China demands Vietnamese apology for attack on tourist

Outrage after Chinese state media reports that a man was beaten up by border guards

BEIJING • China yesterday demanded that Vietnam apologise to a Chinese tourist who says he was beaten up by Vietnamese border guards after failing to pay a bribe, in an incident that provoked outrage among Chinese Internet users.

The call came a month after the neighbours pledged to safeguard peace in the disputed South China Sea.

Last week, a group of about eight uniformed men beat a Chinese man surnamed Xie in Vietnam's northern city of Mong Cai, on the border with China, after he failed to pay a "tip", the state-run China News Service reported on Saturday, citing Mr Xie.

The head of the consular affairs office of China's Foreign Ministry "had a special appointment" yesterday with the Vietnamese ambassador to "once more express our stern position", Foreign Ministry spokesman Geng Shuang said.

"China demands that Vietnam apologise and pay compensation to the victim, severely handle those involved and take effective measures to ensure an incident does not happen again," he told a regular news briefing. Vietnam has already suspended eight people involved in the incident, he added.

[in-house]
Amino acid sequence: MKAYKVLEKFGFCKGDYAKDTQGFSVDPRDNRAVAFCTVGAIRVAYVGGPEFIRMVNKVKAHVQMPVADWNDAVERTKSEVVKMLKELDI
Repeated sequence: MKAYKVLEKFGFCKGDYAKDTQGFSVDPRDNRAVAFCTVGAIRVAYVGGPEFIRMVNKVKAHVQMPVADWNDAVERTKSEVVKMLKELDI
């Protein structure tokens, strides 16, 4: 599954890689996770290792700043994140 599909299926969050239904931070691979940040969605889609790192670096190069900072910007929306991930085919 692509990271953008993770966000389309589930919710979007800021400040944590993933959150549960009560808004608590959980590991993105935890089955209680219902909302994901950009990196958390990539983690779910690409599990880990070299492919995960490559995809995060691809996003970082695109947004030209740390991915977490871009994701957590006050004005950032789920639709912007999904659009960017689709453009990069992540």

State media pictures of a bruised Mr Xie in hospital were widely shared online, sparking angry comments targeting Vietnam and calling the incident a matter of national pride for China.

On Wednesday, Vietnam's Foreign Ministry told Reuters that it was "clarifying" information on the incident provided by China, and would "resolve the issue (according to) the nature of the event".

Mr Xie, his mother and his fiancee were returning from a trip to take location photos ahead of the wedding, the news agency said. The fiancee told China News the women had tried to stop the beating and record it, only to be restrained and have their phones confiscated.

State media pictures of a bruised Mr Xie in hospital were widely shared online, sparking angry comments targeting Vietnam and calling the incident a matter of national pride for China.

Chinese tourists made up nearly 30 per cent of all visitors to Vietnam last year, at just under 2.7 million. The border between Mong Cai and the city of Dongxing in China's southern Guangxi region is the main crossing point.

Although China and Vietnam regularly talk up their common interests as "traditional" friends and neighbours in public statements, conflicting claims of sovereignty in the oil-rich South China Sea have become a major source of tension in recent years.

REUTERS

A version of this article appeared in the print edition of The Straits Times on February 17, 2017, with the headline 'China demands Vietnamese apology for attack on tourist'. Print Edition | Subscribe